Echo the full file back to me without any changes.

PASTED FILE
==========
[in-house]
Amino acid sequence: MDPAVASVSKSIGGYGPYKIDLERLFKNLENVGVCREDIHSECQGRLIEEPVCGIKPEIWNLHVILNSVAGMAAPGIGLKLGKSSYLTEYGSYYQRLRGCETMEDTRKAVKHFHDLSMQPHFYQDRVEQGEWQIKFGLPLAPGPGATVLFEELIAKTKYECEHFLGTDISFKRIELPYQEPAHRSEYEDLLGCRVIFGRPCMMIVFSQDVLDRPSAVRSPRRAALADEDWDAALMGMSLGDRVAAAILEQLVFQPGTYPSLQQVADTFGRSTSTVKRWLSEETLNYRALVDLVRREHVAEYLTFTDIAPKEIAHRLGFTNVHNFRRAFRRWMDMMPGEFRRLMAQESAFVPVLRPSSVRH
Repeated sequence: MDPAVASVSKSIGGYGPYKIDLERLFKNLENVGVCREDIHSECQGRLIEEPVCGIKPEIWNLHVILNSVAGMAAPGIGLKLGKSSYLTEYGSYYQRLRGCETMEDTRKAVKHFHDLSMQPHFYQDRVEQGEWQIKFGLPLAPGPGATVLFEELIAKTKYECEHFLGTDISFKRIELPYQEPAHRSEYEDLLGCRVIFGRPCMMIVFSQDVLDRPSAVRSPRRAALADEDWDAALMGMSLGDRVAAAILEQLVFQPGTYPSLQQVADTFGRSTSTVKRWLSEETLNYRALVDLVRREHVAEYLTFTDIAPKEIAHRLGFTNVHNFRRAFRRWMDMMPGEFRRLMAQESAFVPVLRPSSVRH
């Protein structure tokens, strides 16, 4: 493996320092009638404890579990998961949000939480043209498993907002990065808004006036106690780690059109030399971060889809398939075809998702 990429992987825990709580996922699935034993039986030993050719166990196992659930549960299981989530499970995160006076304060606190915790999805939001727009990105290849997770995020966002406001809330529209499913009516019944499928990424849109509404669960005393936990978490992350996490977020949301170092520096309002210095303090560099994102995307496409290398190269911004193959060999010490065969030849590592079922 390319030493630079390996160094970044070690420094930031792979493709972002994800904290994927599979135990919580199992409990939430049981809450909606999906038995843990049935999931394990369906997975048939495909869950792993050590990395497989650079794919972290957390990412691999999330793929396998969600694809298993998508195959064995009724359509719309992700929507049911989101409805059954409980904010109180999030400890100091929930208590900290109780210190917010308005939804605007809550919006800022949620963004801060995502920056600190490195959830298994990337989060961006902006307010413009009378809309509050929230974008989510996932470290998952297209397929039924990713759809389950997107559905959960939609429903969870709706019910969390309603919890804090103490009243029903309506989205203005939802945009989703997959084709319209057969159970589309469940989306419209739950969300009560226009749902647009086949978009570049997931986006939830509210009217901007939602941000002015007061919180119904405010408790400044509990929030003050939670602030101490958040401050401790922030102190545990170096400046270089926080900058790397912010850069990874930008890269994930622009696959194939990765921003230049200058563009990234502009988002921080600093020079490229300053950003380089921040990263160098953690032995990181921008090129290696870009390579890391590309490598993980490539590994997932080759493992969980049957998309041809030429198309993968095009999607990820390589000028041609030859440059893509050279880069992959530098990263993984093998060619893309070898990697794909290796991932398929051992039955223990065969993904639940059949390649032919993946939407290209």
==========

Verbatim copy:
[in-house]
Amino acid sequence: MDPAVASVSKSIGGYGPYKIDLERLFKNLENVGVCREDIHSECQGRLIEEPVCGIKPEIWNLHVILNSVAGMAAPGIGLKLGKSSYLTEYGSYYQRLRGCETMEDTRKAVKHFHDLSMQPHFYQDRVEQGEWQIKFGLPLAPGPGATVLFEELIAKTKYECEHFLGTDISFKRIELPYQEPAHRSEYEDLLGCRVIFGRPCMMIVFSQDVLDRPSAVRSPRRAALADEDWDAALMGMSLGDRVAAAILEQLVFQPGTYPSLQQVADTFGRSTSTVKRWLSEETLNYRALVDLVRREHVAEYLTFTDIAPKEIAHRLGFTNVHNFRRAFRRWMDMMPGEFRRLMAQESAFVPVLRPSSVRH
Repeated sequence: MDPAVASVSKSIGGYGPYKIDLERLFKNLENVGVCREDIHSECQGRLIEEPVCGIKPEIWNLHVILNSVAGMAAPGIGLKLGKSSYLTEYGSYYQRLRGCETMEDTRKAVKHFHDLSMQPHFYQDRVEQGEWQIKFGLPLAPGPGATVLFEELIAKTKYECEHFLGTDISFKRIELPYQEPAHRSEYEDLLGCRVIFGRPCMMIVFSQDVLDRPSAVRSPRRAALADEDWDAALMGMSLGDRVAAAILEQLVFQPGTYPSLQQVADTFGRSTSTVKRWLSEETLNYRALVDLVRREHVAEYLTFTDIAPKEIAHRLGFTNVHNFRRAFRRWMDMMPGEFRRLMAQESAFVPVLRPSSVRH
């Protein structure tokens, strides 16, 4: 493996320092009638404890579990998961949000939480043209498993907002990065808004006036106690780690059109030399971060889809398939075809998702 990429992987825990709580996922699935034993039986030993050719166990196992659930549960299981989530499970995160006076304060606190915790999805939001727009990105290849997770995020966002406001809330529209499913009516019944499928990424849109509404669960005393936990978490992350996490977020949301170092520096309002210095303090560099994102995307496409290398190269911004193959060999010490065969030849590592079922 390319030493630079390996160094970044070690420094930031792979493709972002994800904290994927599979135990919580199992409990939430049981809450909606999906038995843990049935999931394990369906997975048939495909869950792993050590990395497989650079794919972290957390990412691999999330793929396998969600694809298993998508195959064995009724359509719309992700929507049911989101409805059954409980904010109180999030400890100091929930208590900290109780210190917010308005939804605007809550919006800022949620963004801060995502920056600190490195959830298994990337989060961006902006307010413009009378809309509050929230974008989510996932470290998952297209397929039924990713759809389950997107559905959960939609429903969870709706019910969390309603919890804090103490009243029903309506989205203005939802945009989703997959084709319209057969159970589309469940989306419209739950969300009560226009749902647009086949978009570049997931986006939830509210009217901007939602941000002015007061919180119904405010408790400044509990929030003050939670602030101490958040401050401790922030102190545990170096400046270089926080900058790397912010850069990874930008890269994930622009696959194939990765921003230049200058563009990234502009988002921080600093020079490229300053950003380089921040990263160098953690032995990181921008090129290696870009390579890391590309490598993980490539590994997932080759493992969980049957998309041809030429198309993968095009999607990820390589000028041609030859440059893509050279880069992959530098990263993984093998060619893309070898990697794909290796991932398929051992039955223990065969993904639940059949390649032919993946939407290209």